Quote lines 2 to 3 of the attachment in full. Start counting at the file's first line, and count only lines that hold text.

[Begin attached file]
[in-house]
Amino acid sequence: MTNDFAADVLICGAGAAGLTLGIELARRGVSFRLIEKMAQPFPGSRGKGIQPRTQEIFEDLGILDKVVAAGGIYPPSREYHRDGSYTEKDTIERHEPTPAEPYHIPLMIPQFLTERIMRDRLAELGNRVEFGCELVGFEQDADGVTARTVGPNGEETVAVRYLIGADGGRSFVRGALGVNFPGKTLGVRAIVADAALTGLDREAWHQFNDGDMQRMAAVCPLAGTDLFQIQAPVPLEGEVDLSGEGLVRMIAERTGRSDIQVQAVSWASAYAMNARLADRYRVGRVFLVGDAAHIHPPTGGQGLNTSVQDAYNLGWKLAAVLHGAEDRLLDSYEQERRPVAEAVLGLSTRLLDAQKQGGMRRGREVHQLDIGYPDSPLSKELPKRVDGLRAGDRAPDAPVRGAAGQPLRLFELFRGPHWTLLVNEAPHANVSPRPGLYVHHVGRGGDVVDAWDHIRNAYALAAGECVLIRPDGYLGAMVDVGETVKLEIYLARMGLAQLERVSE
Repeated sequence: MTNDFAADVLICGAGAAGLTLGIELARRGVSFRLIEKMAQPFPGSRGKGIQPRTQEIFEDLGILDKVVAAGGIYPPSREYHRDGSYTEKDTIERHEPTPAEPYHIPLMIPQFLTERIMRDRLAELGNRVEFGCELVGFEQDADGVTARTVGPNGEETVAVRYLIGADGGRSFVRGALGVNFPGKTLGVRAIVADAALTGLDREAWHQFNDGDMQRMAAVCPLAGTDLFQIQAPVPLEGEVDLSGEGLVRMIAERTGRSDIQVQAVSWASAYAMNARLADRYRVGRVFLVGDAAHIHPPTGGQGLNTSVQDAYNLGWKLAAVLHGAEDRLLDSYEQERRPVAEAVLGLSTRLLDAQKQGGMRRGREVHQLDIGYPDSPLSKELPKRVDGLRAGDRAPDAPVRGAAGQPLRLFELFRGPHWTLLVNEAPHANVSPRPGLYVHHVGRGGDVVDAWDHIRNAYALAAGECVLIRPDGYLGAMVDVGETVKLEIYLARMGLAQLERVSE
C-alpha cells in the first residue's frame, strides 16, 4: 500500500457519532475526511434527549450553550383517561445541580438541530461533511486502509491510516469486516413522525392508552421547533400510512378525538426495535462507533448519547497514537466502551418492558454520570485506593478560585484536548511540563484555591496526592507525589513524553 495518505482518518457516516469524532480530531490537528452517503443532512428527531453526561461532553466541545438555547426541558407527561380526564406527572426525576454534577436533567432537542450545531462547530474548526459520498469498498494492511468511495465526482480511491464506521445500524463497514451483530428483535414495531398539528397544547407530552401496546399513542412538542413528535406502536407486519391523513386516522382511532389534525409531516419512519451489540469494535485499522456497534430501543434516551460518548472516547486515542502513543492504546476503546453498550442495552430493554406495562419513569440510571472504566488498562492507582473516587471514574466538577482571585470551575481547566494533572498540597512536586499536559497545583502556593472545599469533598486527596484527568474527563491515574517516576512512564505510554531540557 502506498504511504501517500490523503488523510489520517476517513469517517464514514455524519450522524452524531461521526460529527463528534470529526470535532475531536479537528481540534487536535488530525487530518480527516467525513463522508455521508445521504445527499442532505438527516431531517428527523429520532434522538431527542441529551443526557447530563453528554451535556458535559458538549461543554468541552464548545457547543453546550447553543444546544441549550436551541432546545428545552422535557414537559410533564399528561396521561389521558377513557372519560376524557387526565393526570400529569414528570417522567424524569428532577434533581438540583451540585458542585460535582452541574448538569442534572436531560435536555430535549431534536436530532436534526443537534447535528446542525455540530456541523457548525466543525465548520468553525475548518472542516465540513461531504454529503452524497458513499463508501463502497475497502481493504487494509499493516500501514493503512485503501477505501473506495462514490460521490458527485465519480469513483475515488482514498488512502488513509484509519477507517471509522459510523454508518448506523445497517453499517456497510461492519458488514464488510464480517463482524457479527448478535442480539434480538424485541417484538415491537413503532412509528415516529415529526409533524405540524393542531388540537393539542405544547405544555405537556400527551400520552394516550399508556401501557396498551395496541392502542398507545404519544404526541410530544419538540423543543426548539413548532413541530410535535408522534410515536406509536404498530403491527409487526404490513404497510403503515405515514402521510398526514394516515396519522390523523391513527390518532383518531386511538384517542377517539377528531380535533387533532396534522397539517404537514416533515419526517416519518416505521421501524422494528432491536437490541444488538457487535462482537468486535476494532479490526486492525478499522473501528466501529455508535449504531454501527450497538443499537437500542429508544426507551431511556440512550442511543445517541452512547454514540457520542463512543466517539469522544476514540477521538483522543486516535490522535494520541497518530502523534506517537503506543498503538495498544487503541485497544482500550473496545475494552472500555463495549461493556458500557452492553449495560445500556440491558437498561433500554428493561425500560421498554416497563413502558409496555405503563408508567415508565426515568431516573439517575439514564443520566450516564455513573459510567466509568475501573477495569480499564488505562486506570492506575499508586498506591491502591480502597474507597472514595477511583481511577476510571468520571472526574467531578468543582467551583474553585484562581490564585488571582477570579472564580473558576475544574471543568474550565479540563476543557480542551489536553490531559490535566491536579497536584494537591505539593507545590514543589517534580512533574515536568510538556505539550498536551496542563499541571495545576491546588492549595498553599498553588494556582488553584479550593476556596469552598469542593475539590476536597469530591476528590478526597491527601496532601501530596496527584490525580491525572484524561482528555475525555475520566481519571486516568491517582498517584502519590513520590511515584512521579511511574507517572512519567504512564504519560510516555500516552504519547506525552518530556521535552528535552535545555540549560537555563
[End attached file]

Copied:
Amino acid sequence: MTNDFAADVLICGAGAAGLTLGIELARRGVSFRLIEKMAQPFPGSRGKGIQPRTQEIFEDLGILDKVVAAGGIYPPSREYHRDGSYTEKDTIERHEPTPAEPYHIPLMIPQFLTERIMRDRLAELGNRVEFGCELVGFEQDADGVTARTVGPNGEETVAVRYLIGADGGRSFVRGALGVNFPGKTLGVRAIVADAALTGLDREAWHQFNDGDMQRMAAVCPLAGTDLFQIQAPVPLEGEVDLSGEGLVRMIAERTGRSDIQVQAVSWASAYAMNARLADRYRVGRVFLVGDAAHIHPPTGGQGLNTSVQDAYNLGWKLAAVLHGAEDRLLDSYEQERRPVAEAVLGLSTRLLDAQKQGGMRRGREVHQLDIGYPDSPLSKELPKRVDGLRAGDRAPDAPVRGAAGQPLRLFELFRGPHWTLLVNEAPHANVSPRPGLYVHHVGRGGDVVDAWDHIRNAYALAAGECVLIRPDGYLGAMVDVGETVKLEIYLARMGLAQLERVSE
Repeated sequence: MTNDFAADVLICGAGAAGLTLGIELARRGVSFRLIEKMAQPFPGSRGKGIQPRTQEIFEDLGILDKVVAAGGIYPPSREYHRDGSYTEKDTIERHEPTPAEPYHIPLMIPQFLTERIMRDRLAELGNRVEFGCELVGFEQDADGVTARTVGPNGEETVAVRYLIGADGGRSFVRGALGVNFPGKTLGVRAIVADAALTGLDREAWHQFNDGDMQRMAAVCPLAGTDLFQIQAPVPLEGEVDLSGEGLVRMIAERTGRSDIQVQAVSWASAYAMNARLADRYRVGRVFLVGDAAHIHPPTGGQGLNTSVQDAYNLGWKLAAVLHGAEDRLLDSYEQERRPVAEAVLGLSTRLLDAQKQGGMRRGREVHQLDIGYPDSPLSKELPKRVDGLRAGDRAPDAPVRGAAGQPLRLFELFRGPHWTLLVNEAPHANVSPRPGLYVHHVGRGGDVVDAWDHIRNAYALAAGECVLIRPDGYLGAMVDVGETVKLEIYLARMGLAQLERVSE